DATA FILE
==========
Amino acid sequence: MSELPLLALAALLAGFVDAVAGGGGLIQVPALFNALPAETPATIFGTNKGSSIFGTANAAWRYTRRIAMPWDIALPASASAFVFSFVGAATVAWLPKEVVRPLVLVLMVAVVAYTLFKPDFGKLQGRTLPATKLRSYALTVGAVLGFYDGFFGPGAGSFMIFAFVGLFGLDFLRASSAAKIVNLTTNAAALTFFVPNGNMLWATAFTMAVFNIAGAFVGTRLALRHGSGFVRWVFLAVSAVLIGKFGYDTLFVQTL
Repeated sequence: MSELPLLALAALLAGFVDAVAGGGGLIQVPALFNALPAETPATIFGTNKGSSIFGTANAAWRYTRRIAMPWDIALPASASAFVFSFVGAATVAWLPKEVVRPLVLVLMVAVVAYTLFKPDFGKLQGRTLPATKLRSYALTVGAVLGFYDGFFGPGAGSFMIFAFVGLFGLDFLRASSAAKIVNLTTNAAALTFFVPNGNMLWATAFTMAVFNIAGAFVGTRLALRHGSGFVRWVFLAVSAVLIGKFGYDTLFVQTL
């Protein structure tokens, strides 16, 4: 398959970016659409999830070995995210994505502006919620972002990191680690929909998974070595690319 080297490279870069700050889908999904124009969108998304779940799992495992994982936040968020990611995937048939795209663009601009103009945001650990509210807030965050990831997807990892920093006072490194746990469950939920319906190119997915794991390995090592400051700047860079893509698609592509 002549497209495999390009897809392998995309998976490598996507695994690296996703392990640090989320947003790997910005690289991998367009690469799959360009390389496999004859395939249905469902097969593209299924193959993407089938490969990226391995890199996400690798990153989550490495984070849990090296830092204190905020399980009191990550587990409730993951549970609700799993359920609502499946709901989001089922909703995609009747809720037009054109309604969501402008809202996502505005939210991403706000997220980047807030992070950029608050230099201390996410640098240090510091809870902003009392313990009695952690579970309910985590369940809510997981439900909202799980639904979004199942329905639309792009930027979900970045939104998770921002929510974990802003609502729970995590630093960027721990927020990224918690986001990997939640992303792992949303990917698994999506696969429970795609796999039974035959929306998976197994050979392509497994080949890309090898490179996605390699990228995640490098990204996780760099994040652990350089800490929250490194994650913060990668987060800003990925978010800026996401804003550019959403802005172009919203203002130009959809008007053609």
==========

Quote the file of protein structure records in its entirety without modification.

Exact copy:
Amino acid sequence: MSELPLLALAALLAGFVDAVAGGGGLIQVPALFNALPAETPATIFGTNKGSSIFGTANAAWRYTRRIAMPWDIALPASASAFVFSFVGAATVAWLPKEVVRPLVLVLMVAVVAYTLFKPDFGKLQGRTLPATKLRSYALTVGAVLGFYDGFFGPGAGSFMIFAFVGLFGLDFLRASSAAKIVNLTTNAAALTFFVPNGNMLWATAFTMAVFNIAGAFVGTRLALRHGSGFVRWVFLAVSAVLIGKFGYDTLFVQTL
Repeated sequence: MSELPLLALAALLAGFVDAVAGGGGLIQVPALFNALPAETPATIFGTNKGSSIFGTANAAWRYTRRIAMPWDIALPASASAFVFSFVGAATVAWLPKEVVRPLVLVLMVAVVAYTLFKPDFGKLQGRTLPATKLRSYALTVGAVLGFYDGFFGPGAGSFMIFAFVGLFGLDFLRASSAAKIVNLTTNAAALTFFVPNGNMLWATAFTMAVFNIAGAFVGTRLALRHGSGFVRWVFLAVSAVLIGKFGYDTLFVQTL
């Protein structure tokens, strides 16, 4: 398959970016659409999830070995995210994505502006919620972002990191680690929909998974070595690319 080297490279870069700050889908999904124009969108998304779940799992495992994982936040968020990611995937048939795209663009601009103009945001650990509210807030965050990831997807990892920093006072490194746990469950939920319906190119997915794991390995090592400051700047860079893509698609592509 002549497209495999390009897809392998995309998976490598996507695994690296996703392990640090989320947003790997910005690289991998367009690469799959360009390389496999004859395939249905469902097969593209299924193959993407089938490969990226391995890199996400690798990153989550490495984070849990090296830092204190905020399980009191990550587990409730993951549970609700799993359920609502499946709901989001089922909703995609009747809720037009054109309604969501402008809202996502505005939210991403706000997220980047807030992070950029608050230099201390996410640098240090510091809870902003009392313990009695952690579970309910985590369940809510997981439900909202799980639904979004199942329905639309792009930027979900970045939104998770921002929510974990802003609502729970995590630093960027721990927020990224918690986001990997939640992303792992949303990917698994999506696969429970795609796999039974035959929306998976197994050979392509497994080949890309090898490179996605390699990228995640490098990204996780760099994040652990350089800490929250490194994650913060990668987060800003990925978010800026996401804003550019959403802005172009919203203002130009959809008007053609």